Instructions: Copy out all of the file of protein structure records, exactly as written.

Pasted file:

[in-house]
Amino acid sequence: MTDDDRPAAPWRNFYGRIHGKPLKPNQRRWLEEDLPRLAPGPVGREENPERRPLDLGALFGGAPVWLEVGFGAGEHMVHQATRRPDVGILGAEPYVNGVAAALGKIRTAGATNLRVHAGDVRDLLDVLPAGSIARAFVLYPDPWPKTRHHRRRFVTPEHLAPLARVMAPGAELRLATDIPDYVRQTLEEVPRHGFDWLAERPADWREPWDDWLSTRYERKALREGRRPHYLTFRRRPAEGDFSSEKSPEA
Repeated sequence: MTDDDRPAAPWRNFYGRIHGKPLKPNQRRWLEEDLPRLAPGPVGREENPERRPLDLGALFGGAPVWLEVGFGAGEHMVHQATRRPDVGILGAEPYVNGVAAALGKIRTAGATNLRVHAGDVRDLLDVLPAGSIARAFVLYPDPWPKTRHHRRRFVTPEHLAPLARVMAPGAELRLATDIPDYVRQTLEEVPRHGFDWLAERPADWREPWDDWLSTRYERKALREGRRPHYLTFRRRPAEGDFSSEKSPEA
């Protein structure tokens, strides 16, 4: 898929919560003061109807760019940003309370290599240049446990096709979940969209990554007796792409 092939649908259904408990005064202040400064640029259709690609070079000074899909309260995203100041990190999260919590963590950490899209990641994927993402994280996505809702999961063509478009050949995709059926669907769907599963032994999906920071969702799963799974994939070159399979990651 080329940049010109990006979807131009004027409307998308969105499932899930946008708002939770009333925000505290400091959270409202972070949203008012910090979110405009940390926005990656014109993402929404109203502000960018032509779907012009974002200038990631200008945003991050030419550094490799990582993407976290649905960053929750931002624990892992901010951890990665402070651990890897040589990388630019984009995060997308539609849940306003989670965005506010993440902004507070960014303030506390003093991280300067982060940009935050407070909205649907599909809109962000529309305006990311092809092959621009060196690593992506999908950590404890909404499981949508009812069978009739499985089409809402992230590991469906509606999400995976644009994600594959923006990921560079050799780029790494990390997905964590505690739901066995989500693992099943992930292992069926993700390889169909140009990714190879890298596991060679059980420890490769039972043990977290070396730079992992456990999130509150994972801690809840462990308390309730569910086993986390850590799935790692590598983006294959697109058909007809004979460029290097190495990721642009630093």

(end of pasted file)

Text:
[in-house]
Amino acid sequence: MTDDDRPAAPWRNFYGRIHGKPLKPNQRRWLEEDLPRLAPGPVGREENPERRPLDLGALFGGAPVWLEVGFGAGEHMVHQATRRPDVGILGAEPYVNGVAAALGKIRTAGATNLRVHAGDVRDLLDVLPAGSIARAFVLYPDPWPKTRHHRRRFVTPEHLAPLARVMAPGAELRLATDIPDYVRQTLEEVPRHGFDWLAERPADWREPWDDWLSTRYERKALREGRRPHYLTFRRRPAEGDFSSEKSPEA
Repeated sequence: MTDDDRPAAPWRNFYGRIHGKPLKPNQRRWLEEDLPRLAPGPVGREENPERRPLDLGALFGGAPVWLEVGFGAGEHMVHQATRRPDVGILGAEPYVNGVAAALGKIRTAGATNLRVHAGDVRDLLDVLPAGSIARAFVLYPDPWPKTRHHRRRFVTPEHLAPLARVMAPGAELRLATDIPDYVRQTLEEVPRHGFDWLAERPADWREPWDDWLSTRYERKALREGRRPHYLTFRRRPAEGDFSSEKSPEA
């Protein structure tokens, strides 16, 4: 898929919560003061109807760019940003309370290599240049446990096709979940969209990554007796792409 092939649908259904408990005064202040400064640029259709690609070079000074899909309260995203100041990190999260919590963590950490899209990641994927993402994280996505809702999961063509478009050949995709059926669907769907599963032994999906920071969702799963799974994939070159399979990651 080329940049010109990006979807131009004027409307998308969105499932899930946008708002939770009333925000505290400091959270409202972070949203008012910090979110405009940390926005990656014109993402929404109203502000960018032509779907012009974002200038990631200008945003991050030419550094490799990582993407976290649905960053929750931002624990892992901010951890990665402070651990890897040589990388630019984009995060997308539609849940306003989670965005506010993440902004507070960014303030506390003093991280300067982060940009935050407070909205649907599909809109962000529309305006990311092809092959621009060196690593992506999908950590404890909404499981949508009812069978009739499985089409809402992230590991469906509606999400995976644009994600594959923006990921560079050799780029790494990390997905964590505690739901066995989500693992099943992930292992069926993700390889169909140009990714190879890298596991060679059980420890490769039972043990977290070396730079992992456990999130509150994972801690809840462990308390309730569910086993986390850590799935790692590598983006294959697109058909007809004979460029290097190495990721642009630093």